Of all the tired phrases of our generation, few are more frustrating to me than "get a life." Somewhere in the last few years, "get with the program" must have expanded to a much larger assignment for self-improvement. I never really minded being asked to get with a program, since I am the first to admit I probably wandered off. But lately, people like me who stray, whine or show that we are not immediately with a perceived program, are told to get a life. It seems like an abrupt and rude thing to say. Who would need such a prompt? We like to think we all have lives, but perhaps they are not our own.
Remember a few decades ago when colorful and diverse clothing became popular? We were all urged to do our own thing, but most of us looked remarkably alike as we conformed to the nonconformity. We sorted ourselves into standard identities by our dress, doing our own group thing. (Only occasionally were the group uniforms complicated, such as with designer jeans.) We are still doing it. After all these years, many of us still follow fashion for colors and fabrics. Can anyone give me any good reason to honor a capricious palette standard set by people far away whom you don't even know? Can anyone tell me what the heck exactly taupe is? And why, with all the choices available, do we still buy clothing made out of things that bleed or shrink when they get rained on?
It's the conformity thing. People are drawn to the lives, habits and attributes of others, the more like ourselves or our vision of ourselves, the better. That's why we watch so many television shows. We like to see and hear how others deal with situations we may find ourselves in. Then we will know what to say and do, because we learned it. Take Trekkies, for example. Maybe one will be faced someday with knowing exactly when to fire the photon torpedoes or eject the core. When William Shatner told them to get a life, he should have been more specific. He meant, "Get your own life," didn't he?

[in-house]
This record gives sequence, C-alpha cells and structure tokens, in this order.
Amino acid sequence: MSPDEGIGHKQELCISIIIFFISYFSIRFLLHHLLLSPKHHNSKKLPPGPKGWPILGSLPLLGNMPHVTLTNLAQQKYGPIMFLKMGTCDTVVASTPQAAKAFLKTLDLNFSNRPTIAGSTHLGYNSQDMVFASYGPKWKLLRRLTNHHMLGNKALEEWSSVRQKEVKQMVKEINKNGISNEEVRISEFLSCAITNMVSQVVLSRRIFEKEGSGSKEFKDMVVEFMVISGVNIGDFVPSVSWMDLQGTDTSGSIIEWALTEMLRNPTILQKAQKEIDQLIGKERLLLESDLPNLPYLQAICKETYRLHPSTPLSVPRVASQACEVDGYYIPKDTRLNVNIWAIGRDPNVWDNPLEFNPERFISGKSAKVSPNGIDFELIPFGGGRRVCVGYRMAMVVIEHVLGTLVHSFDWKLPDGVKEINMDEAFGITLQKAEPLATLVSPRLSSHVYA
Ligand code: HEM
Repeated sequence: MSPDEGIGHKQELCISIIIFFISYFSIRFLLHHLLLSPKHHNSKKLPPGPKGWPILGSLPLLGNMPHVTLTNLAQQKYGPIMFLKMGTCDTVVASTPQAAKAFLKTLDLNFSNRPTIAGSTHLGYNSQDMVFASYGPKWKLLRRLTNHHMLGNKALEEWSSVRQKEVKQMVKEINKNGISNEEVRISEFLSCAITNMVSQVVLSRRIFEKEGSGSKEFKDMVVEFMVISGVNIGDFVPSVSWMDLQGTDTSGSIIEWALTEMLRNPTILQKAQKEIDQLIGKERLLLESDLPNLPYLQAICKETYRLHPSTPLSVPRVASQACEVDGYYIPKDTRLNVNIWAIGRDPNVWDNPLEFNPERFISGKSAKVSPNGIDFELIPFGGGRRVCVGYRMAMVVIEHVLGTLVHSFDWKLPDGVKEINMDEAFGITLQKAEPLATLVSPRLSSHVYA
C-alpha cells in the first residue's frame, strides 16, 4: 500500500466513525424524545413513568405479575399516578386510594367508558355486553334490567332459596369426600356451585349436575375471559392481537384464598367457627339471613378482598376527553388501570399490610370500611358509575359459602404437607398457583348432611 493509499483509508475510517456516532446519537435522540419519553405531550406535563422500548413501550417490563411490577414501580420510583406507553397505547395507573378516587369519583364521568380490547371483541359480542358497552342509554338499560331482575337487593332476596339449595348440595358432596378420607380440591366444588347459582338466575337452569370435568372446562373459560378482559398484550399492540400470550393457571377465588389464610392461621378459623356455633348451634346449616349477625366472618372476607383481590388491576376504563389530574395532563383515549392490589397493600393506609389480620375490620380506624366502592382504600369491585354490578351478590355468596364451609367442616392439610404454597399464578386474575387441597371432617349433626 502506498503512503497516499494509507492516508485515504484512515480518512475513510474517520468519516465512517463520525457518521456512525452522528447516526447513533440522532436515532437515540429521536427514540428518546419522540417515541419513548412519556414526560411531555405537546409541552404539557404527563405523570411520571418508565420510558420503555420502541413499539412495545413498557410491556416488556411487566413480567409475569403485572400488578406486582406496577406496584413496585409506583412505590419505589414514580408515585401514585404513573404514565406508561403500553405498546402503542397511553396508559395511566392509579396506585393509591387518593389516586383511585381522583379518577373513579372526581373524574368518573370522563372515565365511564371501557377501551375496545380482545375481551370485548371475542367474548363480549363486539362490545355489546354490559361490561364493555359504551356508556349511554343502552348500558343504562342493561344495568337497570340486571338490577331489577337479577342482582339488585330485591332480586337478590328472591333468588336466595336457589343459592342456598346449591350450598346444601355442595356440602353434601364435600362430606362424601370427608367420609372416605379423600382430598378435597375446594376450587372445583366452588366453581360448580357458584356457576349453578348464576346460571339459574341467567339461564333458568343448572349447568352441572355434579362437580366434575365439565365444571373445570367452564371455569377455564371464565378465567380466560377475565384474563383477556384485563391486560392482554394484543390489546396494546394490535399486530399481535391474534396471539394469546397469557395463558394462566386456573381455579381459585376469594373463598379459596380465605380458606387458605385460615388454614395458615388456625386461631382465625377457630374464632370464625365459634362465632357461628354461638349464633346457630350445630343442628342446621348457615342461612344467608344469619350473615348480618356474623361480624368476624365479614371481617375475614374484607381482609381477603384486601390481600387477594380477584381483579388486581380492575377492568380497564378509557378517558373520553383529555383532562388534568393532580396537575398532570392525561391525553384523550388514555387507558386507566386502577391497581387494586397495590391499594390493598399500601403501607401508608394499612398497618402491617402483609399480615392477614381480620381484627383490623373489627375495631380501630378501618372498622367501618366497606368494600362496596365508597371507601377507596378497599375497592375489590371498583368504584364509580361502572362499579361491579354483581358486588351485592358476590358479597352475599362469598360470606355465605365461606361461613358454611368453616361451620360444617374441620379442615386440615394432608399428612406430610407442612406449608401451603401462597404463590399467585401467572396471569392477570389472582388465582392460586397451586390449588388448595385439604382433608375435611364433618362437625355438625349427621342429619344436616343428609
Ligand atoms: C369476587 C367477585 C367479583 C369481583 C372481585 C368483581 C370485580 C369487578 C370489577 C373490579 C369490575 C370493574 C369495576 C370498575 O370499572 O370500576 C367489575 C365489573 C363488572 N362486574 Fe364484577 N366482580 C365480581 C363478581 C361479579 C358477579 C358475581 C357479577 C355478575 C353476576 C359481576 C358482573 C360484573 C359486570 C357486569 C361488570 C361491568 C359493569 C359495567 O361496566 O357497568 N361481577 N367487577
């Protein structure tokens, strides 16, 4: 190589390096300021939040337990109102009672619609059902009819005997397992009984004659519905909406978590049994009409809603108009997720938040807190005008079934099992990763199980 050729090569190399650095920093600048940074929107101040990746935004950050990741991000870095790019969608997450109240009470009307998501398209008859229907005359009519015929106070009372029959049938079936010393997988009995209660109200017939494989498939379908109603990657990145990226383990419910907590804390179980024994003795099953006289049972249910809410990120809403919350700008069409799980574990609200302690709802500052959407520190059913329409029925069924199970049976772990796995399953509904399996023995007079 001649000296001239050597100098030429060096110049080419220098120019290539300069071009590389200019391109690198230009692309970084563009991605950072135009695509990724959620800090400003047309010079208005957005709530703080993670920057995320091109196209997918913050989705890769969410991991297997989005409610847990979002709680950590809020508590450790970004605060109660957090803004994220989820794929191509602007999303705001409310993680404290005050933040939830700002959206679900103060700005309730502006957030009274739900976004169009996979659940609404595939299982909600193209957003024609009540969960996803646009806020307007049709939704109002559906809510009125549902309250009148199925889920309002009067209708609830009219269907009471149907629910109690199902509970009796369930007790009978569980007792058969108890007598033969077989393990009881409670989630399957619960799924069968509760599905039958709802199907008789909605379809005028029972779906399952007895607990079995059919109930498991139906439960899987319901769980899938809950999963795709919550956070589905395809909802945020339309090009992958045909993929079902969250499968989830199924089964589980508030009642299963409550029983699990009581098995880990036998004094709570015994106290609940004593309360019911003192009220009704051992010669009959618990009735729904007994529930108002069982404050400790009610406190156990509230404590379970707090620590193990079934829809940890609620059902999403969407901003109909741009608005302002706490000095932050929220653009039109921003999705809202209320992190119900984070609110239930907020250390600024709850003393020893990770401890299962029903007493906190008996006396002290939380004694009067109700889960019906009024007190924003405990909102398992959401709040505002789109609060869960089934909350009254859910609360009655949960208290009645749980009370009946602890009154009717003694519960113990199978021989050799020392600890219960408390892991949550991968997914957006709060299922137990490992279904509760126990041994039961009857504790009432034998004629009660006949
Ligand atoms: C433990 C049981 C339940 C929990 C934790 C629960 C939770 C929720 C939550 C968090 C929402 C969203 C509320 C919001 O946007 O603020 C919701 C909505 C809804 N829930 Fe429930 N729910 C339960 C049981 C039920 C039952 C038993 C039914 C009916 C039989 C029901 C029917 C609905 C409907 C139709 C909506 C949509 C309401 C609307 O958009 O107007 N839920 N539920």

It's not easy to keep to your own life and avoid drifting into the lives of other people. There is a lot of pressure out there to eat, drink, drive, wear and listen to the popular products, say and think the popular things. I worry each time I buy a pizza that I was a pawn in a manipulative advertising effort. Are the toppings my toppings or ones I saw savored by an upwardly mobile, thin, blonde woman in a tutu in an ad? Sometimes you can't tell if something was your idea or a marketing suggestion. Here is a marketing suggestion for you. Create your own My Life kit to carry at all times. It is a simple list of 10 things you like, do and dream about and a quick biographical sketch outlining who you are. Whenever you are faced with a decision, pull out the list and let your character guide you. Basically ask yourself, what would I do? When some mean, shallow person tells you to get a life, show your bio and prove that you already have one. If you are too busy to create a My Life kit, I can offer you a selection of generic ones or make a designer one for you.
OK, those of you who weren't paying attention, get with the program. Having a life may appear to be optional, but sooner or later you will be told to get one. I can't stop that, but I may be able to modify it with a "get your own life" campaign. I just have to market it in a way that will have strong enough group appeal. I'm trying to get Shatner as Kirk to be the spokesperson.
Nita Nettleton can be reached at firstname.lastname@example.org.
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